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USS Ford returns from an unexpectedly long maiden voyage after Middle East extension 

Sailors from the USS Gerald R. Ford arriving in Norfolk. Jan. 17, 2024. Zach D. Roberts
Sailors from the USS Gerald R. Ford arriving in Norfolk. Jan. 17, 2024. Zach D. Roberts

Nekaha Taylor, of Virginia Beach, waved to her daughter Chief Petty Officer Dominique Taylor standing on the USS Gerald R. Ford while her other daughter and son waited in the cold Wednesday.

“She wants to get away. She says she will stay in her room because she's been around 4,000 people for all these months. That's her plan and we support that,” Nekasha Taylor said of her daughter. 

The USS Ford left Norfolk May 2, 2023 for what was supposed to be a six-month deployment to Europe. They were extended twice. The second time meant Dominique would not be home for the holidays. 

“I wanted to go get my baby. And I was really upset, but I'm happy she's home,” Nekesha Taylor said. 

Early in its deployment, the United State’s newest and largest aircraft carrier made multiple stops in the Baltic near the Arctic Circle, Europe and the western Mediterranean. The Ford hosted NATO allies and made stops in Turkey, Norway, Greece, Montenegro and Italy, continuing a show of support by U.S. carriers that started after war broke out in Ukraine. 

For the first six months, the carrier was out at sea for days at a time, followed by extended port visits. 

The nature of the deployment changed abruptly after war broke out in Gaza. The Ford was moved to the eastern Mediterranean, off the coast of Israel. The carrier was extended twice by Secretary of Defense Lloyd Austin until it was called home Jan. 2. 

“I couldn't change the fact that I couldn't bring them home,” said Rear Adm. Erik Eslich, the Strike Group Commander. “But I can only say thank you because they did such a tremendous job. We really felt the support.”  

On December 20, Secretary of Defense Lloyd Austin visited the Ford in the eastern Mediterranean Sea, and thanked its crew for their role in helping prevent a broader conflict in the Middle East.

Monday, Navy Secretary Carlos Del Toro flew out to the carrier to congratulate the crew before they arrived back in Norfolk.

“Our Navy should be filled with pride as this ship pulls back into Norfolk, Virginia, after an eight- month deployment where they have protected our national security interests in the Mediterranean, the Baltic and the Atlantic,” Del Toro said. “And they have performed superbly and on every level.”

With their arrival in Norfolk, the crew will get at least two weeks extended leave before the Navy’s newest carrier begins working up for its next series of exercises. 

After war broke out between Israel and Hamas in October, another Norfolk-based carrier, the USS Dwight D. Eisenhower was deployed to the Red Sea. The Ike’s strike group has been engaging with Houthi rebels in Yemen, which have disrupted international shipping in the region.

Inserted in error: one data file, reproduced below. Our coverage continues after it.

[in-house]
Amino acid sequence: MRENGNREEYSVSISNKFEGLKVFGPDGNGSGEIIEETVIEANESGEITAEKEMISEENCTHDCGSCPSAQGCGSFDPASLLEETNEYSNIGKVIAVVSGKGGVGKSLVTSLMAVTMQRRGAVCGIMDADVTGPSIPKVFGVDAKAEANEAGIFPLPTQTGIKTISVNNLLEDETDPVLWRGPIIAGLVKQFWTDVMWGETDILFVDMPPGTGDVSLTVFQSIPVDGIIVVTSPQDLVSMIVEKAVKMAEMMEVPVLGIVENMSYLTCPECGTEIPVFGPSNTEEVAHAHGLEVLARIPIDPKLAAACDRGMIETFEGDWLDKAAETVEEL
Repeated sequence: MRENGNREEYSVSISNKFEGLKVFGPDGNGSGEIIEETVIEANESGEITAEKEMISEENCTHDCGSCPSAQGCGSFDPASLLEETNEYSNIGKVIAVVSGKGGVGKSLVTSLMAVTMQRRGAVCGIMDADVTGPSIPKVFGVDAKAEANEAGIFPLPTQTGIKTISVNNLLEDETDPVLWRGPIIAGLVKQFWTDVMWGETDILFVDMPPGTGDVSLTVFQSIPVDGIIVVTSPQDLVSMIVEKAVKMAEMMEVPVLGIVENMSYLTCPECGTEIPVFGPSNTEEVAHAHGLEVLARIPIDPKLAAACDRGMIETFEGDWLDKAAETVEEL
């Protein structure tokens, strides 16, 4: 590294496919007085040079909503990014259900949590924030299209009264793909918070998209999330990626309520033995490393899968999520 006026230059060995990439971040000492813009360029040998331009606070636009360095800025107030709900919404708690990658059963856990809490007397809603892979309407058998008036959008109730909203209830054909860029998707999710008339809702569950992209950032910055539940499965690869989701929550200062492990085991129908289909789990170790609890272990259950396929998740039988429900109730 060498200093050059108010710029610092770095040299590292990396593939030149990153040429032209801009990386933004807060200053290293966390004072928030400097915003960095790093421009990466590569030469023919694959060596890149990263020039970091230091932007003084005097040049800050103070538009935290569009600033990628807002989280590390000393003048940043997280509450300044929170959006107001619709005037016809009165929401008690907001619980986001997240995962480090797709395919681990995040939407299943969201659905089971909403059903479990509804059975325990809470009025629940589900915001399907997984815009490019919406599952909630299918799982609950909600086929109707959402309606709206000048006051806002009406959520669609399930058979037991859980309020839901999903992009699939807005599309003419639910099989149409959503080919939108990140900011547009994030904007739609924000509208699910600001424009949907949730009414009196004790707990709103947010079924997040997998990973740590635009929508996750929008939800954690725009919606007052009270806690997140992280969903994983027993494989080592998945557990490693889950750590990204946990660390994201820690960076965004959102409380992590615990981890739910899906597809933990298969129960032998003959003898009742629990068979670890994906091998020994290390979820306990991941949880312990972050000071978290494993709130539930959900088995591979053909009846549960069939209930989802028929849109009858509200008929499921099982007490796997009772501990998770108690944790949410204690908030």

During its time off the coast of Israel, the  Ford did not encounter drones or missiles. Its squadron of F18 Super Hornets did not participate in strikes in Yemen or pursue targets in the Red Sea, said Captain Rick Burgess. 

The carrier spent its longest time at sea, launching more than 10,000 aircraft. More than a quarter of the sorties happened after the ship arrived off the coast of Israel.

“I would just like to build on all the successes that we gleaned from this past deployment. Again, it's such an extraordinary ship, and it's so different,” Burgess said.

The Ford the first of its class. The carrier is designed to be more automated and deployed with 400 fewer crew members than the smaller Nimitz class carriers, like the Eisenhower. 

The Ford was built by Huntington Ingalls Newport News Shipbuilding, which is currently building two more Ford Class carriers. 

The USS Ford was accepted by the Navy in 2017. Before this deployment, the high tech carrier earned most of its headlines because of cost overruns and technical issues with some of its new systems, including an electromagnetic catapult that replaced the traditional steam-powered system. 

The $13 billion carrier, which some experts estimate may be closer to $14 billion, was far more expensive than the Nimitz-class carrier it replaces. Burgess pushed back on the criticism.

“One of the things that gets lost in the comparison conversation is it’s a very different ship than a Nimitz class, and we got to learn that,” Burgess said. “And now that we know it, I really like what we see and I want to see what the future possibilities are.”

Steve joined WHRO in 2023 to cover military and veterans. Steve has extensive experience covering the military and working in public media, most recently at KPBS in San Diego, WYIN in Gary, Indiana and WBEZ in Chicago. In the early 2000s, he embedded with members of the Indiana National Guard in Kuwait and Iraq. Steve reports for NPR’s American Homefront Project, a national public media collaboration that reports on American military life and veterans. Steve is also on the board of Military Reporters & Editors.

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